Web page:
Ensuring a living wage is one of the most impactful actions a company can take to help tackle social inequality.
The world’s current economic model – one that prioritizes short-term financial returns for shareholders over shared prosperity and decent pay, is unsustainable. Inequality is growing across the planet, and it has become one of the most pressing systems-level risks that societies face, alongside the climate emergency. A structural solution of the magnitude that is required demands that businesses, investors, standard-setters and civil society take action.
Companies – and their stakeholders – are starting to recognize the power that ensuring a living wage ( A living wage is the minimum income necessary for a worker to meet the basic needs of themself and their family, including some discretionary income. This should be earned during legal working hour limits (i.e. without overtime). The right to earn a living wage is enshrined in article 23 of the Universal Declaration of Human Rights. ) , in their own operations and across their supply chain, can play in this urgent transformation. It is also part of the responsibility that all businesses have to respect human rights in line with the UN Guiding Principles on Business and Human Rights. The good news is that more and more companies are recognizing the importance of paying living wages and making commitments and progress in that direction. The bad news is that there is a long way to go before this becomes the norm for all companies.
That’s at least partly because:
- Current accounting rules view wages as a cost on the balance sheet; failing to recognize the social and human capital value of people to the business.
- There is no generally agreed, straightforward and measureable way for companies to account for their work to ensure a living wage in their public reporting.
- Standard setters have therefore been constrained to looking at whether companies have made commitments to living wages, without a basis for seeking more rigorous information on the results achieved.
- As a result, investors, civil society and other interested stakeholders lack the information needed to compare companies‘ progress, assess which are contributing to the solution and push those sitting on the sidelines to play their part.
A shared and simple methodology to track and report on progress has been a key element of success in similar efforts to embed sustainability goals in business decision-making, for example, to reduce greenhouse gas emissions and close the gender pay gap.
An Accounting Model to Report on Progress Towards Living Wages
Shift and the Capitals Coalition have joined forces to develop an accounting model that companies can use to measure and report publicly on progress towards living wages across their workforces and supply chains over time. We aim to design a model that helps both businesses and standard-setters. For companies, it must help show the value both to society and to the business of living wages. For regulators, it must be capable of integration into accounting and reporting standards, as part of the developments in sustainability disclosures.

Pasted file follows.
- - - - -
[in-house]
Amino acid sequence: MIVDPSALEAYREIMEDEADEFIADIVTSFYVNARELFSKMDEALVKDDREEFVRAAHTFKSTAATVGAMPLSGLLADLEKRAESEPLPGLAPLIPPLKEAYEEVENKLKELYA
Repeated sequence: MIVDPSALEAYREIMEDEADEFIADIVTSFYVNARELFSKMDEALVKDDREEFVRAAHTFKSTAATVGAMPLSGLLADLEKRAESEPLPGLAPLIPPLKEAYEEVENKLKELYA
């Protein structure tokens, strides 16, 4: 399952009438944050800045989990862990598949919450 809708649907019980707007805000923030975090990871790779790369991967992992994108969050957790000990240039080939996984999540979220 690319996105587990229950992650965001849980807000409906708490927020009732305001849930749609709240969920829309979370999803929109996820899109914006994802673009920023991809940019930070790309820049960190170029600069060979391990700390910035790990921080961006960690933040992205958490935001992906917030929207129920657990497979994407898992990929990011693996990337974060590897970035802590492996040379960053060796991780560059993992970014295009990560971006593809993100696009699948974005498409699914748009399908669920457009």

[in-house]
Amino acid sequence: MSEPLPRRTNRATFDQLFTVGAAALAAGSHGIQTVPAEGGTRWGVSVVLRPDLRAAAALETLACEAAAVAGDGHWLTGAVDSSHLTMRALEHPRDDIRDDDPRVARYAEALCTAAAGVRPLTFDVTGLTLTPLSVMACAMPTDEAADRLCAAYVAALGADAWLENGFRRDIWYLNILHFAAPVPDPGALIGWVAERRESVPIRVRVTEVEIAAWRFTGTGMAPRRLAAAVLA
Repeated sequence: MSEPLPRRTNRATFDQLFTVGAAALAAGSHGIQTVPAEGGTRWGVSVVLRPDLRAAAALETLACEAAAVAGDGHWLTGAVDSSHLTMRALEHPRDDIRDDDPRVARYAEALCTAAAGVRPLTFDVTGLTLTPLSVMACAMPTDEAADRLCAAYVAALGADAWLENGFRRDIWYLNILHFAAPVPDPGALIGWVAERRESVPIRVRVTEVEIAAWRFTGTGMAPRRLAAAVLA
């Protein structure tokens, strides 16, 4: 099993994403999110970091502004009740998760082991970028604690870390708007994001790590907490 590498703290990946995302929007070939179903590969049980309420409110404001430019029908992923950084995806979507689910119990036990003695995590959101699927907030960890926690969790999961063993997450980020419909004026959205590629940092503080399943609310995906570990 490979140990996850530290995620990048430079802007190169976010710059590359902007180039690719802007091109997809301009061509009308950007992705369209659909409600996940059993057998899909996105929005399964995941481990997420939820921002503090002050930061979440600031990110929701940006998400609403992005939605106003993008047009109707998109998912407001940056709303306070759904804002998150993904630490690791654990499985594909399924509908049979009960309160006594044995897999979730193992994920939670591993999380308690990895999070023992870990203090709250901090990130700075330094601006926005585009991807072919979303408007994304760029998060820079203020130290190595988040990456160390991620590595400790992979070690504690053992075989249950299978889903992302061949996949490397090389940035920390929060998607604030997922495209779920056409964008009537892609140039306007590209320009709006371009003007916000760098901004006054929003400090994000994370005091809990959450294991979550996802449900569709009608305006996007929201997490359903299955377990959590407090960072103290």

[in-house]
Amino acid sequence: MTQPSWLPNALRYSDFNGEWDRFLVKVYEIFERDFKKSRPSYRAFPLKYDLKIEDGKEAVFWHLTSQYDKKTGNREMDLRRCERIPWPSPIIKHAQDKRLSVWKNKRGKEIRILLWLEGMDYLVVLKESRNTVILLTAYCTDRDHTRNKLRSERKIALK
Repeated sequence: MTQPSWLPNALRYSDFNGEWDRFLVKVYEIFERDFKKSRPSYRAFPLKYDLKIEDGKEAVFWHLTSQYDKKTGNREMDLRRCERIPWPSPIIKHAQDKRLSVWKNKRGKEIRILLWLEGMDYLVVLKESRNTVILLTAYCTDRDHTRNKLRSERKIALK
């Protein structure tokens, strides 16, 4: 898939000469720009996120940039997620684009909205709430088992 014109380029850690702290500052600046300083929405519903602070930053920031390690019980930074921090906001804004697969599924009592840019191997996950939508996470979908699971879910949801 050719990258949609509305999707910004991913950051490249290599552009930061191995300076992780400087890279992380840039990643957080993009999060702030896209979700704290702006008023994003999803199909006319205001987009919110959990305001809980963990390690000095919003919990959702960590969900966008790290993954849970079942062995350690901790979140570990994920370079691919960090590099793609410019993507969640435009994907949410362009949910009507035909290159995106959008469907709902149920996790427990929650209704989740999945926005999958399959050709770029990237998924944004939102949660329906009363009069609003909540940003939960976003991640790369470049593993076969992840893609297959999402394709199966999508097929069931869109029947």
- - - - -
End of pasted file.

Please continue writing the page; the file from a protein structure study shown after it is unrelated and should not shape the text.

WE ARE DEVELOPING AN ACCOUNTING MODEL THAT CAN HELP:
The accounting model aims to:
- Enable standardized disclosures in a company’s annual report, much like those for greenhouse gas emissions or the gender pay gap.
- Apply not only to a company’s employees, but to its wider workforce (including those in forms of contingent labor) and workers in at least its first-tier supply chain.
- Look not just at the status of workers in relation to a living wage at a point in time, but measure progress over time towards living wages for workers who are yet to reach that threshold.
WHY AN ACCOUNTING MODEL?
An accounting model through which companies can publicly disclose the value of living wages can play a catalytic role in delivering greater transparency, informing new standards and creating incentives for improving wages and reducing inequalities. This is essential to rebuild economies that advance human dignity and equality – our social and human capital – across the world.
“To get more companies to walk the talk on paying a living wage, we need to define what success looks like, and how to measure progress along the way. And we need common metrics for companies to account for that change in their public reports. Only then can markets reward those companies that are part of the solution to today’s growing inequalities, and push others to play their part.”
“People are at the core of business, yet vital information about how to nurture this ‘stock’ of human capital is omitted from today’s accounting rules. This model will help companies to actively understand and prioritize where their impacts and dependencies on people lie; where they create or erode value for communities due to their wage practices and how to disclose the progress the are making towards addressing this by paying a living wage.”
Interim Discussion Paper – Accounting for a Living Wage
This is an interim paper that was circulated among participants of multi-stakeholder consultations held in February 2022 to serve as a basis for discussion. It is intended as a working proposition, which is being further refined and tested by piloting companies. It does not represent the final output of the project.